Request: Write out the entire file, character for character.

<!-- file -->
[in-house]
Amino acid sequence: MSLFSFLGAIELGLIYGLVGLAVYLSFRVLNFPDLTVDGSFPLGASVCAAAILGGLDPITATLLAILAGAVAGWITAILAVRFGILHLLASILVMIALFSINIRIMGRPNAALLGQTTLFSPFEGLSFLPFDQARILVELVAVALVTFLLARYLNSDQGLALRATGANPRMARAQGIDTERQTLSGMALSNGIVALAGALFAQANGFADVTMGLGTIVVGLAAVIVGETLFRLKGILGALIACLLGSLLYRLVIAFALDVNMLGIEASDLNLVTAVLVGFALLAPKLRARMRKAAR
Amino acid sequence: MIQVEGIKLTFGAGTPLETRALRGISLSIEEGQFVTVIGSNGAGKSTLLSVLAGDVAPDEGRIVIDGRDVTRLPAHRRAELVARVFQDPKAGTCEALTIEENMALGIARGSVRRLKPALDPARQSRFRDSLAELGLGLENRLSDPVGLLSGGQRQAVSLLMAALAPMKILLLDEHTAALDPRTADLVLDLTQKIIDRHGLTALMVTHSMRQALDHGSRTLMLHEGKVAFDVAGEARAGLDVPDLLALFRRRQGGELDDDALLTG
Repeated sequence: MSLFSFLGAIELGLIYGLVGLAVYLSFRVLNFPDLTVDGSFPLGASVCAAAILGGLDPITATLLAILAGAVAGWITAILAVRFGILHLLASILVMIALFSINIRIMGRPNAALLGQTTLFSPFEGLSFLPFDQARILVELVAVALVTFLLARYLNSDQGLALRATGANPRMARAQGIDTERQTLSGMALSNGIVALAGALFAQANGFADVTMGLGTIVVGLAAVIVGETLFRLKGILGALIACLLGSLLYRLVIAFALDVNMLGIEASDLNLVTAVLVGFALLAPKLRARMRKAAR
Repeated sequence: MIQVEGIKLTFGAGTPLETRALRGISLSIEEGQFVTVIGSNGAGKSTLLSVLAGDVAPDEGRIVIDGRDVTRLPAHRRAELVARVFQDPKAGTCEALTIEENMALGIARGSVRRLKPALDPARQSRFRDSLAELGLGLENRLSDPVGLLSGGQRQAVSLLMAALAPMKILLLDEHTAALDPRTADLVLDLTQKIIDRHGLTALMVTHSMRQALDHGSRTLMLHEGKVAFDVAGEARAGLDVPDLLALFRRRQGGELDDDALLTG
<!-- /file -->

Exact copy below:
[in-house]
Amino acid sequence: MSLFSFLGAIELGLIYGLVGLAVYLSFRVLNFPDLTVDGSFPLGASVCAAAILGGLDPITATLLAILAGAVAGWITAILAVRFGILHLLASILVMIALFSINIRIMGRPNAALLGQTTLFSPFEGLSFLPFDQARILVELVAVALVTFLLARYLNSDQGLALRATGANPRMARAQGIDTERQTLSGMALSNGIVALAGALFAQANGFADVTMGLGTIVVGLAAVIVGETLFRLKGILGALIACLLGSLLYRLVIAFALDVNMLGIEASDLNLVTAVLVGFALLAPKLRARMRKAAR
Amino acid sequence: MIQVEGIKLTFGAGTPLETRALRGISLSIEEGQFVTVIGSNGAGKSTLLSVLAGDVAPDEGRIVIDGRDVTRLPAHRRAELVARVFQDPKAGTCEALTIEENMALGIARGSVRRLKPALDPARQSRFRDSLAELGLGLENRLSDPVGLLSGGQRQAVSLLMAALAPMKILLLDEHTAALDPRTADLVLDLTQKIIDRHGLTALMVTHSMRQALDHGSRTLMLHEGKVAFDVAGEARAGLDVPDLLALFRRRQGGELDDDALLTG
Repeated sequence: MSLFSFLGAIELGLIYGLVGLAVYLSFRVLNFPDLTVDGSFPLGASVCAAAILGGLDPITATLLAILAGAVAGWITAILAVRFGILHLLASILVMIALFSINIRIMGRPNAALLGQTTLFSPFEGLSFLPFDQARILVELVAVALVTFLLARYLNSDQGLALRATGANPRMARAQGIDTERQTLSGMALSNGIVALAGALFAQANGFADVTMGLGTIVVGLAAVIVGETLFRLKGILGALIACLLGSLLYRLVIAFALDVNMLGIEASDLNLVTAVLVGFALLAPKLRARMRKAAR
Repeated sequence: MIQVEGIKLTFGAGTPLETRALRGISLSIEEGQFVTVIGSNGAGKSTLLSVLAGDVAPDEGRIVIDGRDVTRLPAHRRAELVARVFQDPKAGTCEALTIEENMALGIARGSVRRLKPALDPARQSRFRDSLAELGLGLENRLSDPVGLLSGGQRQAVSLLMAALAPMKILLLDEHTAALDPRTADLVLDLTQKIIDRHGLTALMVTHSMRQALDHGSRTLMLHEGKVAFDVAGEARAGLDVPDLLALFRRRQGGELDDDALLTG